US6181267B1 - Internally triggered equivalent-time sampling system for signals having a predetermined data rate - Google Patents

Internally triggered equivalent-time sampling system for signals having a predetermined data rate Download PDF

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US6181267B1
US6181267B1 US09163811 US16381198A US6181267B1 US 6181267 B1 US6181267 B1 US 6181267B1 US 09163811 US09163811 US 09163811 US 16381198 A US16381198 A US 16381198A US 6181267 B1 US6181267 B1 US 6181267B1
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data
rate
signal
sample
points
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Willard MacDonald
Mark J. Woodward
Stephen W. Hinch
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Agilent Technologies Inc
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Agilent Technologies Inc
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    • GPHYSICS
    • G01MEASURING; TESTING
    • G01RMEASURING ELECTRIC VARIABLES; MEASURING MAGNETIC VARIABLES
    • G01R19/00Arrangements for measuring currents or voltages or for indicating presence or sign thereof
    • G01R19/25Arrangements for measuring currents or voltages or for indicating presence or sign thereof using digital measurement techniques
    • G01R19/2506Arrangements for conditioning or analysing measured signals, e.g. for indicating peak values ; Details concerning sampling, digitizing or waveform capturing
    • G01R19/2509Details concerning sampling, digitizing or waveform capturing
    • GPHYSICS
    • G01MEASURING; TESTING
    • G01RMEASURING ELECTRIC VARIABLES; MEASURING MAGNETIC VARIABLES
    • G01R13/00Arrangements for displaying electric variables or waveforms
    • G01R13/20Cathode-ray oscilloscopes ; Oscilloscopes using other screens than CRT's, e.g. LCD's
    • G01R13/22Circuits therefor
    • G01R13/34Circuits for representing a single waveform by sampling, e.g. for very high frequencies
    • G01R13/345Circuits for representing a single waveform by sampling, e.g. for very high frequencies for displaying sampled signals by using digital processors by intermediate A.D. and D.A. convertors (control circuits for CRT indicators)

Abstract

An internally triggered equivalent-time sampling system characterizes high-speed data signals having a predetermined nominal data rate by using an internal oscillator that runs independent of a synchronous trigger signal. The sampling system acquires samples of the data signal at a strobe rate, set by the oscillator, which is lower than the nominal data rate of the data signal. The samples, the strobe rate, and the nominal data rate are communicated to a quality optimizer which compensates for static rate deviations between the nominal data rate and the actual data rate of the data signal to establish timing correspondence between the acquired samples. The timing correspondence establishes the time placement of the acquired samples when characterizing the data signal on a display or other output device. When the oscillator has high timing stability relative to the data signal, jitter and other attributes of the data signal are accurately characterized.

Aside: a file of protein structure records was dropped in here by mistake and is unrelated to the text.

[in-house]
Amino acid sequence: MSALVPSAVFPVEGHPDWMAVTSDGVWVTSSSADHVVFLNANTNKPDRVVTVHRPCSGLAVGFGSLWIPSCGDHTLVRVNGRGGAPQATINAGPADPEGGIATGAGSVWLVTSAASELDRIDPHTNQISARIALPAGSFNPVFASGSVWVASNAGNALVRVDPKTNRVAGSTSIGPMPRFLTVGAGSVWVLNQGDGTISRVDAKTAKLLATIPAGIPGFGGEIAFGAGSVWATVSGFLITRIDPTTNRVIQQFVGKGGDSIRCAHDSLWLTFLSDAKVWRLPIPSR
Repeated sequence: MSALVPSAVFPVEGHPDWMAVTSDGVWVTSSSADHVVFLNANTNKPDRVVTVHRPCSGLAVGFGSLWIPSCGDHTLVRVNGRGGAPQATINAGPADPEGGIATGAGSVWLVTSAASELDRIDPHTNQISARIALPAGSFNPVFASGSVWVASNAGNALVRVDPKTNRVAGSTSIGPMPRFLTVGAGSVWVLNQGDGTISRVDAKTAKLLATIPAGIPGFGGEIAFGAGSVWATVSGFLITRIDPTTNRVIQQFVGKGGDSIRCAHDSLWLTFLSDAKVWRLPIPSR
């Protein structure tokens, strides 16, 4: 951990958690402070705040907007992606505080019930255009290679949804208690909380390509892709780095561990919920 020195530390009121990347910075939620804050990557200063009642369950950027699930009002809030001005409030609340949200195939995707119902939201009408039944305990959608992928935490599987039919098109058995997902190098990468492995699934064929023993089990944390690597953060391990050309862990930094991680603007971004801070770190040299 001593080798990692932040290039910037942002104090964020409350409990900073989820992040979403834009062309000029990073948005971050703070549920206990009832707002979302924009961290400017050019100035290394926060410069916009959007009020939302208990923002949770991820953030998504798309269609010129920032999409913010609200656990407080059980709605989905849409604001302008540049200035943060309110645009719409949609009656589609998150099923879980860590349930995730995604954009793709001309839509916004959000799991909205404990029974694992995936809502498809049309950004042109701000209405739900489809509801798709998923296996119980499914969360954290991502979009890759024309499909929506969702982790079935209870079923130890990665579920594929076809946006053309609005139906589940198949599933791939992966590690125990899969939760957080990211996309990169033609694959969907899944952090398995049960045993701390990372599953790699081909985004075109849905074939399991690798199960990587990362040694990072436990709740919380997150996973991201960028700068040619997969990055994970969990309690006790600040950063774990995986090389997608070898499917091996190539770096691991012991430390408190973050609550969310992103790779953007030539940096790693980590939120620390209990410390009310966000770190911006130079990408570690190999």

Description

BACKGROUND OF THE INVENTION

Equivalent-time sampling systems are used to characterize and display high-speed data signals. An equivalent-time sampling system disclosed by Agoston in U.S. Pat. No. 4,812,769 relies on a trigger signal that is synchronous with the data signal to provide trigger events used for acquiring samples of the data signal. The timing of the acquired samples is progressively varied relative to the trigger events until the number of samples is sufficient to reconstruct the waveform of the data signal on a display. However, a synchronous trigger signal may not be available in optical fiber networks or other communication networks, making it difficult to characterize high-speed data signals within these networks using this type of equivalent-time sampling system. In U.S. Pat. No. 4,678,345, Agoston discloses an equivalent-time pseudorandom sampling system that does not rely on a synchronous trigger signal. Trigger events in this system are provided by the data signal. Time intervals between the trigger events on the data signal establish the relative timing of acquired samples. It is difficult to isolate characteristics of the data signal such as jitter or other timing instabilities using this type of sampling system since timing of sample acquisitions is derived directly from the data signal itself. For example, jitter in the data signal may be masked or enhanced by the equivalent-time pseudorandom sampling system, depending on how the system processes the trigger events. Accordingly, there is a need for a sampling system capable of characterizing a high-speed data signal that does not rely on a synchronous trigger signal and that does not derive the timing of sample acquisitions directly from the data signal.